Today at Disrupt NY, Ken Lerer and Ben Lerer took the stage to talk about Lerer Ventures and their respective entrepreneur stories. One thing that caught the attention of the audience is when Ken Lerer talked about gun control and a new StopTheNRA.com website.
“We are going to launch StopTheNRA.com,” Ken Lerer said. The site should be up in about two weeks. They already own the domain name and it’s now just a matter of time. It will be a partnership with Mayor Bloomberg’s Mayors Against Illegal Guns and Gabrielle Giffords’ Americans for Responsible Solutions initiatives.
The motivation behind this new site is to be more vocal about gun control. “We are doing something viral,” Ken Lerer said.
A significant gun control bill that would have expanded background checks for gun buyers was brought to a vote in the senate a few weeks ago, but the effort failed, and the government is now back to square one.
When asked about New York politics, Ken Lerer only had good things to say about Mayor Bloomberg. “Spectacular” was the word he used to describe him. “His or her successor may not be as knowledgeable as him,” he continued. That’s why he chose not to express a preference for the front-runners of the upcoming election.
Mozilla has sent a cease-and-desist letter to a company that sells spyware allegedly disguised as the Firefox browser to governments. The action follows a report by Citizen Lab, which identifies 36 countries (including the US) hosting command and control servers for FinFisher, a type of surveillance software. Also known as FinSpy, the software is sold by UK-based Gamma International to governments, which use it in criminal investigations and allegedly for spying on dissidents.
Mozilla revealed yesterday in its blog that it has sent the cease and desist letter to Gamma “demanding that these illegal practices stop immediately.” Gamma’s software is “designed to trick people into thinking it’s Mozilla Firefox,” Mozilla noted. (Mozilla declined to provide a copy of the cease and desist letter to Ars.)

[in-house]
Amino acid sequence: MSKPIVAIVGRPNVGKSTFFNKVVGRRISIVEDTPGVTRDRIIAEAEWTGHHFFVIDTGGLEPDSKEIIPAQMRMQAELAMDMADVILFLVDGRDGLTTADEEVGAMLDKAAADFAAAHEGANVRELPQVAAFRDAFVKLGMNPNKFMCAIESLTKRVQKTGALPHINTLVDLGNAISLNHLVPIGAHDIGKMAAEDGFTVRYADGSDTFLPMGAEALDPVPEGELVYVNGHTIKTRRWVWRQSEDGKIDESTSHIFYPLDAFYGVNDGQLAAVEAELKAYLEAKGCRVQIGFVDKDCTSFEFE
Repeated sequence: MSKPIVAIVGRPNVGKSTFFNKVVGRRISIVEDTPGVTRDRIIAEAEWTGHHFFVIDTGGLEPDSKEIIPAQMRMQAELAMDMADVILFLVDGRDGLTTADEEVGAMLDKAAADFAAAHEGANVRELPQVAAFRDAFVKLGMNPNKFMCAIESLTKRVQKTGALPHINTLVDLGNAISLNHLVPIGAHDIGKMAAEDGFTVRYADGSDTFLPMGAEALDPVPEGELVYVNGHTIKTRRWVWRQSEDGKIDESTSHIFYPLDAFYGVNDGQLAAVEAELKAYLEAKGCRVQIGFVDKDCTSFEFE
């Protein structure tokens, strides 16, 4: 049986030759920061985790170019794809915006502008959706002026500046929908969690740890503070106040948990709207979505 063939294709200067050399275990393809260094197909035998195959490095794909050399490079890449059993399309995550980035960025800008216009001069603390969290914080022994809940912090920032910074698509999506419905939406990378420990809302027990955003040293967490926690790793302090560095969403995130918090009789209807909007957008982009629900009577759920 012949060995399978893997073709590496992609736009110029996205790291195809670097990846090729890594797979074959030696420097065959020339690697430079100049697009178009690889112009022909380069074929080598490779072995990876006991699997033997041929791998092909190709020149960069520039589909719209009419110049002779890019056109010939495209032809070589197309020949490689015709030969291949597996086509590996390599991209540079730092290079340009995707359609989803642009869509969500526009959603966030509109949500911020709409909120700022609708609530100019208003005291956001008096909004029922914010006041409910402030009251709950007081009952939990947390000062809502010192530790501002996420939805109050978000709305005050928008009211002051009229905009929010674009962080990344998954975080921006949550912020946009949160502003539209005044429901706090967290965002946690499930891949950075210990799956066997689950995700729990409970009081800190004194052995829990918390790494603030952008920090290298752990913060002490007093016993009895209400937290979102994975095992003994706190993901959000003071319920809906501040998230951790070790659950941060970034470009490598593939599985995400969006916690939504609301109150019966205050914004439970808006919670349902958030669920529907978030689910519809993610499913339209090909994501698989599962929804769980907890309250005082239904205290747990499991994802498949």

The spyware doesn’t infect Firefox itself, so a victim’s browser isn’t at risk. But the spyware “uses our brand and trademarks to lie and mislead as one of its methods for avoiding detection and deletion” and is “used by Gamma’s customers to violate citizens’ human rights and online privacy,” Mozilla said. Mozilla continues:
Through the work of the Citizen Lab research team, we believe Gamma’s spyware tries to give users the false impression that, as a program installed on their computer or mobile device, it’s related to Mozilla and Firefox, and is thus trustworthy both technically and in its content. This is accomplished in two ways:
1. When a user examines the installed spyware on his/her machine by viewing its properties, Gamma misrepresents its program as “Firefox.exe” and includes the properties associated with Firefox along with a version number and copyright and trademark claims attributed to “Firefox and Mozilla Developers.”
2. For an expert user who examines the underlying code of the installed spyware, Gamma includes verbatim the assembly manifest from Firefox software.
The Citizen Lab research team has provided us with samples from the following three instances that demonstrate how this misuse of our brand, trademarks and public trust is a designed feature of Gamma’s spyware products and not unique to a single customer’s deployment:
- A spyware attack in Bahrain aimed at pro-democracy activists;
- The recent discovery of Gamma’s spyware apparently in use amidst Malaysia’s upcoming General Elections; and
- A promotional demo produced by Gamma.
Each sample demonstrates the exact same pattern of falsely designating the installed spyware as originating from Mozilla. Gamma’s own brochures and promotional videos tout one of the essential features of its surveillance software is that it can be covertly deployed on the person’s system and remain undetected.
The Citizen Lab report provides pictorial evidence of the impersonation:
FinFisher doesn’t just masquerade as Firefox. The Citizen Lab report says it has also been used to target Malay language speakers by “masquerading as a document discussing Malaysia’s upcoming 2013 General Elections.”